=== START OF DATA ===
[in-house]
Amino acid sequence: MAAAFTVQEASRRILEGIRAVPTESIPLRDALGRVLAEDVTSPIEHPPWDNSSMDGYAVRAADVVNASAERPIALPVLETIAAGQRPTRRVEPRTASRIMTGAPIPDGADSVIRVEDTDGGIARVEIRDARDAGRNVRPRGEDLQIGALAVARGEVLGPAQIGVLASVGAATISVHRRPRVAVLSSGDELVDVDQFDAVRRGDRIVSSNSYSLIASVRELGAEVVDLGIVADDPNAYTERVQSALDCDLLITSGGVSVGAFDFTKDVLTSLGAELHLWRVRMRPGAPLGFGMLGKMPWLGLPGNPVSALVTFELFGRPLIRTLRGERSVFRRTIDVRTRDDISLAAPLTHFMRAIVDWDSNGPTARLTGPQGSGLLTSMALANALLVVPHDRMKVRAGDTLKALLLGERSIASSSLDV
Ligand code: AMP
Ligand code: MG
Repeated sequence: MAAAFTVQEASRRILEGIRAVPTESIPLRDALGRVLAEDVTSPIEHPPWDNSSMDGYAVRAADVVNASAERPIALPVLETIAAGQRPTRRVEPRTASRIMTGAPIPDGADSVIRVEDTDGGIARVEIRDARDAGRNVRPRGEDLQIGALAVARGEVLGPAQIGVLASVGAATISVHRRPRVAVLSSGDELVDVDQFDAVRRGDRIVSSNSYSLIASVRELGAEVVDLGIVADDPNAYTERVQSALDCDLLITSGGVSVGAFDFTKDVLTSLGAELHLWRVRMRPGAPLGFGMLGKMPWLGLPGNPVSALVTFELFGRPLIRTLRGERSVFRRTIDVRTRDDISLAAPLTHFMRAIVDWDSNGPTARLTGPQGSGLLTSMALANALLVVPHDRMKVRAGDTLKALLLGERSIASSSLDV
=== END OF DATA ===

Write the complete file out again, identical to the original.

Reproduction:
[in-house]
Amino acid sequence: MAAAFTVQEASRRILEGIRAVPTESIPLRDALGRVLAEDVTSPIEHPPWDNSSMDGYAVRAADVVNASAERPIALPVLETIAAGQRPTRRVEPRTASRIMTGAPIPDGADSVIRVEDTDGGIARVEIRDARDAGRNVRPRGEDLQIGALAVARGEVLGPAQIGVLASVGAATISVHRRPRVAVLSSGDELVDVDQFDAVRRGDRIVSSNSYSLIASVRELGAEVVDLGIVADDPNAYTERVQSALDCDLLITSGGVSVGAFDFTKDVLTSLGAELHLWRVRMRPGAPLGFGMLGKMPWLGLPGNPVSALVTFELFGRPLIRTLRGERSVFRRTIDVRTRDDISLAAPLTHFMRAIVDWDSNGPTARLTGPQGSGLLTSMALANALLVVPHDRMKVRAGDTLKALLLGERSIASSSLDV
Ligand code: AMP
Ligand code: MG
Repeated sequence: MAAAFTVQEASRRILEGIRAVPTESIPLRDALGRVLAEDVTSPIEHPPWDNSSMDGYAVRAADVVNASAERPIALPVLETIAAGQRPTRRVEPRTASRIMTGAPIPDGADSVIRVEDTDGGIARVEIRDARDAGRNVRPRGEDLQIGALAVARGEVLGPAQIGVLASVGAATISVHRRPRVAVLSSGDELVDVDQFDAVRRGDRIVSSNSYSLIASVRELGAEVVDLGIVADDPNAYTERVQSALDCDLLITSGGVSVGAFDFTKDVLTSLGAELHLWRVRMRPGAPLGFGMLGKMPWLGLPGNPVSALVTFELFGRPLIRTLRGERSVFRRTIDVRTRDDISLAAPLTHFMRAIVDWDSNGPTARLTGPQGSGLLTSMALANALLVVPHDRMKVRAGDTLKALLLGERSIASSSLDV